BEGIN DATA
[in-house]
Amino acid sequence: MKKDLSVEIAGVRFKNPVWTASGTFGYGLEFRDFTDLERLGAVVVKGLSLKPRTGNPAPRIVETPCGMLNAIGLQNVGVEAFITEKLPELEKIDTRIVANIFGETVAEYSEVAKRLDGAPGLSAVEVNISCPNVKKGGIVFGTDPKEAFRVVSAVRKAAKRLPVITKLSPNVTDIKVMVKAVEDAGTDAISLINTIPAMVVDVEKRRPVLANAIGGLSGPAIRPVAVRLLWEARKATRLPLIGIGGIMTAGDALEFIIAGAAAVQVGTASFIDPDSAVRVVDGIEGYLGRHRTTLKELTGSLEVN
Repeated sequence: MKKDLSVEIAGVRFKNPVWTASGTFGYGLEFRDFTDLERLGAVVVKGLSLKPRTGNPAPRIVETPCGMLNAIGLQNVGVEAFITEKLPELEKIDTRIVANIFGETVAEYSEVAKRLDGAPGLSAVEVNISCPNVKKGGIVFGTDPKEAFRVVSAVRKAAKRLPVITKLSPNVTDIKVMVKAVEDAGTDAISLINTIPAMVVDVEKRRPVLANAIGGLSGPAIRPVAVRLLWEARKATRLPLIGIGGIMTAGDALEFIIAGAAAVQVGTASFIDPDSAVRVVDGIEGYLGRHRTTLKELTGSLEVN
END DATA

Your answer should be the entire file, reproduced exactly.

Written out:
[in-house]
Amino acid sequence: MKKDLSVEIAGVRFKNPVWTASGTFGYGLEFRDFTDLERLGAVVVKGLSLKPRTGNPAPRIVETPCGMLNAIGLQNVGVEAFITEKLPELEKIDTRIVANIFGETVAEYSEVAKRLDGAPGLSAVEVNISCPNVKKGGIVFGTDPKEAFRVVSAVRKAAKRLPVITKLSPNVTDIKVMVKAVEDAGTDAISLINTIPAMVVDVEKRRPVLANAIGGLSGPAIRPVAVRLLWEARKATRLPLIGIGGIMTAGDALEFIIAGAAAVQVGTASFIDPDSAVRVVDGIEGYLGRHRTTLKELTGSLEVN
Repeated sequence: MKKDLSVEIAGVRFKNPVWTASGTFGYGLEFRDFTDLERLGAVVVKGLSLKPRTGNPAPRIVETPCGMLNAIGLQNVGVEAFITEKLPELEKIDTRIVANIFGETVAEYSEVAKRLDGAPGLSAVEVNISCPNVKKGGIVFGTDPKEAFRVVSAVRKAAKRLPVITKLSPNVTDIKVMVKAVEDAGTDAISLINTIPAMVVDVEKRRPVLANAIGGLSGPAIRPVAVRLLWEARKATRLPLIGIGGIMTAGDALEFIIAGAAAVQVGTASFIDPDSAVRVVDGIEGYLGRHRTTLKELTGSLEVN